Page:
MSU's inexperienced receivers shine on first day of camp

August 2, 2013 11:21:56 AM

Matthew Stevens - mstevens@cdispatch.com

 

STARKVILLE -- Mississippi State University football coach Dan Mullen didn't mind Thursday if he didn't see flawless execution on the first day of fall camp.  

 

Mullen and his assistant coaches almost expected mistakes to be made because older players are adapting to the pressures of new starting roles and underclassmen are adjusting to the pace of practice.  

 

But the pitch-and-catch combinations of MSU's offense surprised Mullen with crisper play thanks to the experience of the fifth-year senior quarterback Tyler Russell.  

 

"(Russell) knows (the new receivers) are going to need to play with him right away, so this isn't practice number one for them," Mullen said.  

 

As one of the team leaders, Russell had sessions this summer with the new receivers this summer. The workouts were without coaching supervision, per NCAA rules, and were designed to get the receivers ready for the speed of practice and to help them avoid the common mistakes that are made on the first day of camp.  

 

"I wasn't as prepared as I should've been (against the University of Mississippi and Northwestern University), and I look back at how I practiced and got myself mentally and physically ready to play and it wasn't at a high enough level," Russell said at SEC Media Days in Hoover, Ala., referring to the team's final two games of the 2012 season. "It's my job to make sure that not only am I prepared to play every week but my teammates understand what is expected as well. That's what leadership is." 

 

MSU receivers shined on a day the players spent most of the time with the first-string offense. Junior Robert Johnson and third-year sophomores Joe Morrow and Jameon Lewis spent the most time with Russell as veterans of an inexperienced group of receivers.  

 

Jeremey Chappelle, a three-star recruit out of Tyler (Texas) Community College who is expected to contribute immediately, spent most of the day with the freshmen and newcomers. Chappelle hoped to use the summer to build on a spring game at Davis Wade Stadium that saw him make eight catches for 114 yards and a touchdown. 

 

"I hope this spring game proved to a lot of people I can play and help Mississippi State right away," Chappelle said April 21. "I won't lie about my spring because I had a hard time learning the plays and the small things about the offense. Now that I've got the plays and, more importantly, the tempo down to a natural thing, I know I can do big things."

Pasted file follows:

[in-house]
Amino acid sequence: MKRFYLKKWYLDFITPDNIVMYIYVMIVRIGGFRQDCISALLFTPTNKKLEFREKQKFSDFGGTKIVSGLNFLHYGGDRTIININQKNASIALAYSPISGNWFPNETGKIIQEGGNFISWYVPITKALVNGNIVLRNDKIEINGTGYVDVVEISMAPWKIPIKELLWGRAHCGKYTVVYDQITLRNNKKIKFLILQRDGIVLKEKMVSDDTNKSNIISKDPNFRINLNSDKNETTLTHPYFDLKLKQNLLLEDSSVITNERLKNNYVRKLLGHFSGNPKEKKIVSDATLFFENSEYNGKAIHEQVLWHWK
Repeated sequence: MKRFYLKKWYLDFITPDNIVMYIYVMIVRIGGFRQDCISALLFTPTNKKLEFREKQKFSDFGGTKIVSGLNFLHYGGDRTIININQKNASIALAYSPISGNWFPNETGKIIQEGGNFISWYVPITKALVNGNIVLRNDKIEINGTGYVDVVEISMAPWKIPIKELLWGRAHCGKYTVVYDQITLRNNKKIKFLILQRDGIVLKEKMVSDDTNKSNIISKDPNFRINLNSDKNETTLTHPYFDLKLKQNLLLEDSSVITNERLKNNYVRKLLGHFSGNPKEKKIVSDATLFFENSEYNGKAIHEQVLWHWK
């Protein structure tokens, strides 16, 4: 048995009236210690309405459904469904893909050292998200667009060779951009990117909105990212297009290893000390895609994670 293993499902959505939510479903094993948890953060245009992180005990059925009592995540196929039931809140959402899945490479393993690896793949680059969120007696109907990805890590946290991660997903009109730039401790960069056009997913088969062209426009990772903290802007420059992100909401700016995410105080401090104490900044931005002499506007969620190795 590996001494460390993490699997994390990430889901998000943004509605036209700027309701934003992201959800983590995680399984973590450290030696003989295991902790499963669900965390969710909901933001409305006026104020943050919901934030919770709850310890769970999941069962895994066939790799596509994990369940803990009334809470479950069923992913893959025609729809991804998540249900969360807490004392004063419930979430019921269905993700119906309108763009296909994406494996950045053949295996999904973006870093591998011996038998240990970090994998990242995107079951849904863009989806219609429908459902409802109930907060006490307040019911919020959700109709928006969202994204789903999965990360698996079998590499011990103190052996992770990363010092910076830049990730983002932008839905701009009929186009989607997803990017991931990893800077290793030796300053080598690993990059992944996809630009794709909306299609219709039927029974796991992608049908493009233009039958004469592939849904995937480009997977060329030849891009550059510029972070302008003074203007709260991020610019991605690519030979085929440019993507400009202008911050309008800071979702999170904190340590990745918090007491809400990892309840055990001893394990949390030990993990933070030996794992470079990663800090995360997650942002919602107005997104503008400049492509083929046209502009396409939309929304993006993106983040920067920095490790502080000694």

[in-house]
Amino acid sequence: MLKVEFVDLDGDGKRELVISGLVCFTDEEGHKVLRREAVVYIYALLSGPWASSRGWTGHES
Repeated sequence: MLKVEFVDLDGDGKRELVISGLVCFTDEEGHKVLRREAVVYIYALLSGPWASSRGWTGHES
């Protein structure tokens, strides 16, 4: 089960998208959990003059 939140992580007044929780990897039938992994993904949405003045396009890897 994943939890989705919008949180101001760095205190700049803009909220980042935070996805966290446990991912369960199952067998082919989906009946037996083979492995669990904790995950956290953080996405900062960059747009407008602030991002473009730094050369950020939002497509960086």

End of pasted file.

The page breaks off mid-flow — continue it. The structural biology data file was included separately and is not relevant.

Russell also could have another weapon in 5-foot-8 redshirt freshman Brandon Holloway, who is back with the receivers after spending time in the spring with the running backs as a emergency option. The highly touted prospect with 4.3-second speed in the 40-yard-dash has his teammates excited about what he could add to the offense. 

 

"He's the most dynamic athlete we have on the field," MSU sophomore quarterback Dak Prescott said. "When you have a player like that, you're just excited about getting him the football however you can and not worrying about what position he is from play to play." 

 

Holloway, who was a three-star prospect without a position coming out of high school, had 134 carriers for 904 yards and 10 touchdowns as a senior two years ago. He also caught 19 passes for 304 yards and seven touchdowns. 

 

"It's so much of a thrill to get back to receiver today full-time, but then again I was lined up behind the quarterback and in different spots all day," Holloway said. "I want to play and play a lot, and the best way I know how to do that is to be versatile." 

 

While Mullen laughed and joked Thursday at that thought the freshmen had a better understanding of what was happening at practice, he acknowledged the receivers were ahead of the normal schedule on day one. 

 

"It's a different speed today than anything you can prepare for," Mullen said. "What I liked seeing was there's more execution down the depth chart immediately than I saw in the spring, and that's progress we can build on."